King of all wild things

As an eight year-old weaned into the sanitised world of Enid Blyton from an even earlier age, one didn’t really know that there could be another world that children’s books could describe. My world, like that of many others was the green of rural England where a group of happy children in sailor suits roamed free solving mysteries safely, where dogs were called Timmy or Buster and bumbling policemen were called Mr Goon. Someone with red happy cheeks called Cookie made scones and cakes and ginger ale for the children, and the children who were all white, said, “smashing” and “scrumptious.” And while I read, nibbling on a piece of Flora sliced bread heavily layered with Amul butter and sprinkled liberally with sugar, hoping it was a bit like a scone, outside my window, in the scorching Calcutta sun, rickshaws trundled by, dogs barked and the local beggar woman let out her customary keening wail.

One day an aunt who lived in the USA came visiting and gave me a set of books by Maurice Sendak, illustrated by him, that showed me a different world where children actually threw tantrums, felt jealous, and got into arguments exactly like we did. Some of them were dark and intense. Outside Over There is about a baby who is kidnapped by goblin-like creatures while her older sister is not paying attention. The sister must leave the safety of home to rescue the baby from a strange dreamlike world. Much later I came to know that it was inspired by the kidnapping of Charles Lindbergh’s baby who was kidnapped and murdered.

Where The Wild Things Are is about a boy Max who goes on a journey which is like a rumpus — through his own imagination — after he is sent to bed without supper, and goes to a land of monsters with sharp teeth and claws. It was controversial because of the way it refused to sugarcoat the childhood experience. I remember being scared and at the same time fascinated by these drawings, so far removed from the pen and ink bucolic landscapes I had been used to. This was strong stuff.

The illustrations had a luminous quality about them, enchanting and alarming at the same time, hanging somewhere in the shadow land between wakefulness and dreaming. And my imagination began to make space for the world around me and the stuff that I saw every day. There was melancholy, happiness, love, and sacrifice in day to day situations and there were angels and demons behind the familiar faces that came and went outside my window and I did not have to escape to a rosy, foreign world any more. I think that was what Sendak’s books did for me.

Sendak’s own life was clouded by the shadow of the Holocaust. He had said that the events of World War II were the root of his raw and honest artistic style. Born in 1928 and raised in Brooklyn, Sendak said he remembered the tears shed by his Jewish-Polish immigrant parents as they’d get news of atrocities and the deaths of relatives and friends. ‘My childhood was about thinking about the kids over there (in Europe). My burden is living for those who didn’t.’ Of Where The Wild Things Are, Maurice said, “There is a cruelty to childhood, there’s an anger. And I did not want to reduce Max to the trite image of the good little boy you find in too many books.” But it was Brundibar, a folk tale about two children who need to earn enough money to buy milk for their sick mother that Sendak completed when he was 75, that he was most proud of. ‘This is the closest thing to a perfect child I’ve ever had.’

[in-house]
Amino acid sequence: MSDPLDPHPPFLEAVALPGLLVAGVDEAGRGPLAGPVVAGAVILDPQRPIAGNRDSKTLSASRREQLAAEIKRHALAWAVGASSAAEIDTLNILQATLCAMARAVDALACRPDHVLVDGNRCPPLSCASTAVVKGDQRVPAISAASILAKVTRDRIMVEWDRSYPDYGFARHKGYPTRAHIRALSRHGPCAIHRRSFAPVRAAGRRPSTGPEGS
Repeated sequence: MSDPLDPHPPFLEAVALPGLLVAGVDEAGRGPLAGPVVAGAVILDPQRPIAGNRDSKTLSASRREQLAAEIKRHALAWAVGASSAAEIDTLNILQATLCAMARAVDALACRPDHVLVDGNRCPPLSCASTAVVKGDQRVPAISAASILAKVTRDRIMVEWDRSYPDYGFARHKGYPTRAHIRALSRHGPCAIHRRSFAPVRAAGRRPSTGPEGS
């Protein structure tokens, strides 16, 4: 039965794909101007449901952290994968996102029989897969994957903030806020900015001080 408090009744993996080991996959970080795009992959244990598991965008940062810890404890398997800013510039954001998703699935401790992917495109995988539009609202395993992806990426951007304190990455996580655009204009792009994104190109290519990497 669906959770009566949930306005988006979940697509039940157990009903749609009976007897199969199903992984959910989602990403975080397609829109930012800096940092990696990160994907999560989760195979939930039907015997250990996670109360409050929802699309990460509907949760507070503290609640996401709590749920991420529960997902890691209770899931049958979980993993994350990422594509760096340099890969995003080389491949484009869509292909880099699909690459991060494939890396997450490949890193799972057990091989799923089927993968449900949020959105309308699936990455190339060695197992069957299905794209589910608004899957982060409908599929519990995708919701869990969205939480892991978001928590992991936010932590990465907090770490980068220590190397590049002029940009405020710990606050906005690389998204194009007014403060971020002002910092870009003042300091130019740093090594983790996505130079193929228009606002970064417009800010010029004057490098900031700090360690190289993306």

Sendak was self-taught and never went to college. His visual style ranged from intricately crosshatched scenes that recalled 19th-century prints to airy watercolors reminiscent of Chagall, to bold, bulbous figures inspired by the comic books he loved all his life, with oversized feet that the page could scarcely contain. He never did learn to draw feet, he often said.
In 2008, he told the New York Times that he was gay and had lived with his partner, psychoanalyst Eugene Glynn, for 50 years before his death in 2007. He never told his parents. ‘All I wanted was to be straight so my parents could be happy. They never, never, never knew.’

Sendak’s work will remain a benchmark for all that comes after. It will be remembered for its beauty, humour, and mystery. Sendak believed that from their earliest years children live on familiar terms with disrupting emotions. Fear and anxiety are an intrinsic part of their everyday lives. They continually cope with frustrations as best they can. It is through fantasy that children achieve catharsis. He said, “It is my involvement with this inescapable fact of childhood —the awful vulnerability of children and their struggle to make themselves King of all Wild Things — that gives my work whatever truth and passion it may have.”

Gautam Benegal is an author, cartoonist and a filmmaker 

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